The oxygen (O2) sensor is an important part of your exhaust system. This sensor is found in the tailpipe where it measures the oxygen levels in your vehicle’s exhaust. Your car, truck, or utility vehicle’s main computer chip uses this information to keep the air and fuel mixture balanced in the combustion chamber. Hummel’s Automotive & Diagnostic Repair lists the problems a faulty oxygen sensor causes below.
Black Engine Exhaust
If the main computer chip believes that the combustion chamber needs more fuel than it actually does, you will end up with black exhaust smoke flowing out of your tailpipe. This is because excess fuel is being burned away in the combustion chamber and, consequently, creating excess exhaust smoke. In severe cases, you may also have sparks or flames in the exhaust.
Engine Performance Trouble
You may also notice engine performance problems such as surging or sputtering. This can indicate that the engine is burning too much fuel or has too much air in it. Either condition can be caused indirectly by a faulty O2 sensor that has sent misguiding readings of the oxygen levels in the exhaust to the main computer chip. The chip will believe the data is correct and make unnecessary adjustments to the air and fuel.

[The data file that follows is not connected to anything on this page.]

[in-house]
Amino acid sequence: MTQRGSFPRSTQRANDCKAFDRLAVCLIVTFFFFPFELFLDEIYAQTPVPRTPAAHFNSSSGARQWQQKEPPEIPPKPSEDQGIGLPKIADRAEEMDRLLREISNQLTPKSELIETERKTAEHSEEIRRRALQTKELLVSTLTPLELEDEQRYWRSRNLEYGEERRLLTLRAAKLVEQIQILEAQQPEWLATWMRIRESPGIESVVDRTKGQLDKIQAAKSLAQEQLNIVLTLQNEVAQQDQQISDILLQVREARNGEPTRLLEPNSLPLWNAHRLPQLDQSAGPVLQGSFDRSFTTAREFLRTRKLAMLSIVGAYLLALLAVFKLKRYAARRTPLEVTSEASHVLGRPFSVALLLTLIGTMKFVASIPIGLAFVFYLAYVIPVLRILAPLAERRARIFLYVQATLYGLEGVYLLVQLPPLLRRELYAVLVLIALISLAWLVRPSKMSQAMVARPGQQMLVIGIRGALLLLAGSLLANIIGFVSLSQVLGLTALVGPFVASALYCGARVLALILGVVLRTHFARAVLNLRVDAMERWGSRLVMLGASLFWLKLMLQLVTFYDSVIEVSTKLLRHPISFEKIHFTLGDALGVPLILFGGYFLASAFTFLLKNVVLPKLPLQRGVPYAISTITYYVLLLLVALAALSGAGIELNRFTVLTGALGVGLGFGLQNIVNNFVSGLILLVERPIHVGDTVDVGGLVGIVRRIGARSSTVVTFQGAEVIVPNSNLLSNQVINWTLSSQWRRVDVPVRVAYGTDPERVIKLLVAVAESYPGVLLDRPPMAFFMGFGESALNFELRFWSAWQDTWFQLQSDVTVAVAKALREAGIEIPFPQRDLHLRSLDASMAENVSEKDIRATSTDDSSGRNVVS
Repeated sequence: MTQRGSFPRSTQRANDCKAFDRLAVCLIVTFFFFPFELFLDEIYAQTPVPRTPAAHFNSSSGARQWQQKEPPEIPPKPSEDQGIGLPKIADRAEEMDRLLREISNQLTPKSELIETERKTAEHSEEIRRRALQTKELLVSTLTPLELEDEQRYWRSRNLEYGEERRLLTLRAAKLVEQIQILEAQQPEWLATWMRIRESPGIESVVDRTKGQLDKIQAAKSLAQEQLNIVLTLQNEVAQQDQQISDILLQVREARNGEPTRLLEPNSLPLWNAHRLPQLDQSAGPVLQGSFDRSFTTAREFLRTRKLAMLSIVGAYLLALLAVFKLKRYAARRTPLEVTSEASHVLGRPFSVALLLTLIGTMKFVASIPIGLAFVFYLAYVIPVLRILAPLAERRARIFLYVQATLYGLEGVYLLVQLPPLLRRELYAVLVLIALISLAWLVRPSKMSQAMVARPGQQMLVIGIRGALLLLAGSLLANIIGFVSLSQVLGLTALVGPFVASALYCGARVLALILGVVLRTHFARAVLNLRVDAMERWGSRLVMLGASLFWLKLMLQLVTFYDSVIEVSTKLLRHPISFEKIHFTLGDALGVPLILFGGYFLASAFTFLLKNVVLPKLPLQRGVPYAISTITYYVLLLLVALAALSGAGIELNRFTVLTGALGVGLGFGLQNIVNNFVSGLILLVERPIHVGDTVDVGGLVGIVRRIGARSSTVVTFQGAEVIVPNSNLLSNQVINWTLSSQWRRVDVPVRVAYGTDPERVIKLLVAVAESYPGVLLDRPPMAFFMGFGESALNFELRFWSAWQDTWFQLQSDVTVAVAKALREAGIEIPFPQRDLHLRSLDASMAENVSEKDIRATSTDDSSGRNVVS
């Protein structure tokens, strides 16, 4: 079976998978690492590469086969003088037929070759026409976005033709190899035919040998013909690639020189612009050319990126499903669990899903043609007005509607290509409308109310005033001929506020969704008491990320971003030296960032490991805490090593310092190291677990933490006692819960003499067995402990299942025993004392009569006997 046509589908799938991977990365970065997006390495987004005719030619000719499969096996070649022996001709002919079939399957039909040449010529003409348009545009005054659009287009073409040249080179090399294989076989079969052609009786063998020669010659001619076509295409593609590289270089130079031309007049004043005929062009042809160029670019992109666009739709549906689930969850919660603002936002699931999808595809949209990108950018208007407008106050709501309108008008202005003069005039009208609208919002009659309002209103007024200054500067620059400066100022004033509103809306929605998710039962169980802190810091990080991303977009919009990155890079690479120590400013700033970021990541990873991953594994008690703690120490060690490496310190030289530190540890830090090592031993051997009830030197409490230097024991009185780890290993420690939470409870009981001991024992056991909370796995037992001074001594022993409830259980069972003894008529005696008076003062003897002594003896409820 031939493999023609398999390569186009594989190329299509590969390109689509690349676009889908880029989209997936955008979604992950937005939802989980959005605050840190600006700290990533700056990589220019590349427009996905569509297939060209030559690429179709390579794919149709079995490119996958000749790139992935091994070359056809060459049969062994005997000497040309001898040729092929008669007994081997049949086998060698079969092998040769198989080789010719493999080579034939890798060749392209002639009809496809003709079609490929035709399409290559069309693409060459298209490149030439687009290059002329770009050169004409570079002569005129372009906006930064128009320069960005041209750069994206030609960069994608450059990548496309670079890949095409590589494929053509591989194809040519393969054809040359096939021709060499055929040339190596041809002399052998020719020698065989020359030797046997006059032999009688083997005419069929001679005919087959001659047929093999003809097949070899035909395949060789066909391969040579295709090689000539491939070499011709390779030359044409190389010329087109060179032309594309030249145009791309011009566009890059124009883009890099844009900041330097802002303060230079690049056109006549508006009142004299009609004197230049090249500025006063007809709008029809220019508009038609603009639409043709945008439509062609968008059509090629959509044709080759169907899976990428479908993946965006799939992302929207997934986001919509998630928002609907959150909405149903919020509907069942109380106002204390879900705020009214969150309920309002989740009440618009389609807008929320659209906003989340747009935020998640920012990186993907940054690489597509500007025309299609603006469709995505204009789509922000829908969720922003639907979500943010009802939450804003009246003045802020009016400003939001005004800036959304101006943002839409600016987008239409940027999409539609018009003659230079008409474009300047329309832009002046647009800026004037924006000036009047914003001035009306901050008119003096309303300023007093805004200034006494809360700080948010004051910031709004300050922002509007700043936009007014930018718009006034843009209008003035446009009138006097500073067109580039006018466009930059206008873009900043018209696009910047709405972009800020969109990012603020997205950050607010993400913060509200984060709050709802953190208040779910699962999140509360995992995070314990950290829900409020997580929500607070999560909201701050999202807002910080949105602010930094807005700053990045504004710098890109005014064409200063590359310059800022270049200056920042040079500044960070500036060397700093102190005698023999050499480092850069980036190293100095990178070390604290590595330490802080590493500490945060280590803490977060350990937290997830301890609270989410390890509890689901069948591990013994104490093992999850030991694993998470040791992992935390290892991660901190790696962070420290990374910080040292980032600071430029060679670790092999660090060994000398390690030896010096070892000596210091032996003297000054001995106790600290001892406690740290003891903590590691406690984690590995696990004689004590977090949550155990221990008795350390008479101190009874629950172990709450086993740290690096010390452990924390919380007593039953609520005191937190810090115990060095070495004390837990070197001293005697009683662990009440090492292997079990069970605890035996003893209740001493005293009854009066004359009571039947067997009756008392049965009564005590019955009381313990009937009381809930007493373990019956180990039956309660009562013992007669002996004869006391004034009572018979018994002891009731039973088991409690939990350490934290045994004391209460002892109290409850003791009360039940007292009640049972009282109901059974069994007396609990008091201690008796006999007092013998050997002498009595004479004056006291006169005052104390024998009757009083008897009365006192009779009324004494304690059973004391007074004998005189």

High Emissions Levels
Excess fuel in the engine can also increase your vehicle’s emissions levels. This is unfortunate because the high emission levels will cause your automobile to fail any emissions test that it takes. If your vehicle does not meet the requirements for exclusion, it must pass an emissions test every other year in order for you to register it in the state of Utah.
Reduction in Fuel Economy
You may also notice that your fuel economy is not what it used to be if you have a malfunctioning O2 sensor in the tailpipe. This problem goes back to the imbalance of air and fuel in the combustion chamber. This imbalance causes the engine to run inefficiently. Naturally, an inefficient engine will burn through more gasoline or diesel fuel than an efficient one will.
Sulfur/Rotten Egg Smell
Too much fuel can also create another problem in your vehicle’s exhaust system. In this case, the excess exhaust will clog the catalytic converter and cause it to fail. As a consequence, you will smell sulfur in your vehicle’s engine bay and in the exhaust. A rotten egg odor is burning sulfur.
Dashboard Check Engine Warning
Finally, all of these symptoms will be accompanied by a check engine warning light on the dashboard. This light will turn on because of the problems listed above and also because the oxygen sensor has likely sent an error code to the main computer chip.
We can help here at Hummel’s Automotive & Diagnostic Repair in St. George, UT, so give us a call today.